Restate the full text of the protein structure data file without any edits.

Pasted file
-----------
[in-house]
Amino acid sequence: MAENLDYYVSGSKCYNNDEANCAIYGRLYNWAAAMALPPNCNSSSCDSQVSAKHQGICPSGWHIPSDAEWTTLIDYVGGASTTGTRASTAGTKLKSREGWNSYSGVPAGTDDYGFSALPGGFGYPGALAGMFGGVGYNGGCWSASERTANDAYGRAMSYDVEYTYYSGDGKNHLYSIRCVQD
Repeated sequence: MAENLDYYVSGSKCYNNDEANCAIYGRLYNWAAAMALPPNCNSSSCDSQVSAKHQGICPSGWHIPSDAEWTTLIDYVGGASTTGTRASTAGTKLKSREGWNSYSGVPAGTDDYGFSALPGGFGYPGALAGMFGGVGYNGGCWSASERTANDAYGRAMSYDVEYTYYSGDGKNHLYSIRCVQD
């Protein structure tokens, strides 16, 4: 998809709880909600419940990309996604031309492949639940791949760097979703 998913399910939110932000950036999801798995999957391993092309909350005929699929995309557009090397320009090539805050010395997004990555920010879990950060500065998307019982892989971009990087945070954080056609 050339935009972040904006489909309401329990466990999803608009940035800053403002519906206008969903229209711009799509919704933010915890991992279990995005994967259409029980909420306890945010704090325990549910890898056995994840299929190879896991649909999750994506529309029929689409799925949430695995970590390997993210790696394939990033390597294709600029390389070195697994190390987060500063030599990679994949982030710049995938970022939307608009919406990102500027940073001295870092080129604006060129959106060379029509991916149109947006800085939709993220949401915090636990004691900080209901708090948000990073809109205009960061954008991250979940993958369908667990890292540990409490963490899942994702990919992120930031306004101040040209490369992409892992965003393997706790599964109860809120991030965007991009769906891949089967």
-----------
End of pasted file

[in-house]
Amino acid sequence: MAENLDYYVSGSKCYNNDEANCAIYGRLYNWAAAMALPPNCNSSSCDSQVSAKHQGICPSGWHIPSDAEWTTLIDYVGGASTTGTRASTAGTKLKSREGWNSYSGVPAGTDDYGFSALPGGFGYPGALAGMFGGVGYNGGCWSASERTANDAYGRAMSYDVEYTYYSGDGKNHLYSIRCVQD
Repeated sequence: MAENLDYYVSGSKCYNNDEANCAIYGRLYNWAAAMALPPNCNSSSCDSQVSAKHQGICPSGWHIPSDAEWTTLIDYVGGASTTGTRASTAGTKLKSREGWNSYSGVPAGTDDYGFSALPGGFGYPGALAGMFGGVGYNGGCWSASERTANDAYGRAMSYDVEYTYYSGDGKNHLYSIRCVQD
């Protein structure tokens, strides 16, 4: 998809709880909600419940990309996604031309492949639940791949760097979703 998913399910939110932000950036999801798995999957391993092309909350005929699929995309557009090397320009090539805050010395997004990555920010879990950060500065998307019982892989971009990087945070954080056609 050339935009972040904006489909309401329990466990999803608009940035800053403002519906206008969903229209711009799509919704933010915890991992279990995005994967259409029980909420306890945010704090325990549910890898056995994840299929190879896991649909999750994506529309029929689409799925949430695995970590390997993210790696394939990033390597294709600029390389070195697994190390987060500063030599990679994949982030710049995938970022939307608009919406990102500027940073001295870092080129604006060129959106060379029509991916149109947006800085939709993220949401915090636990004691900080209901708090948000990073809109205009960061954008991250979940993958369908667990890292540990409490963490899942994702990919992120930031306004101040040209490369992409892992965003393997706790599964109860809120991030965007991009769906891949089967």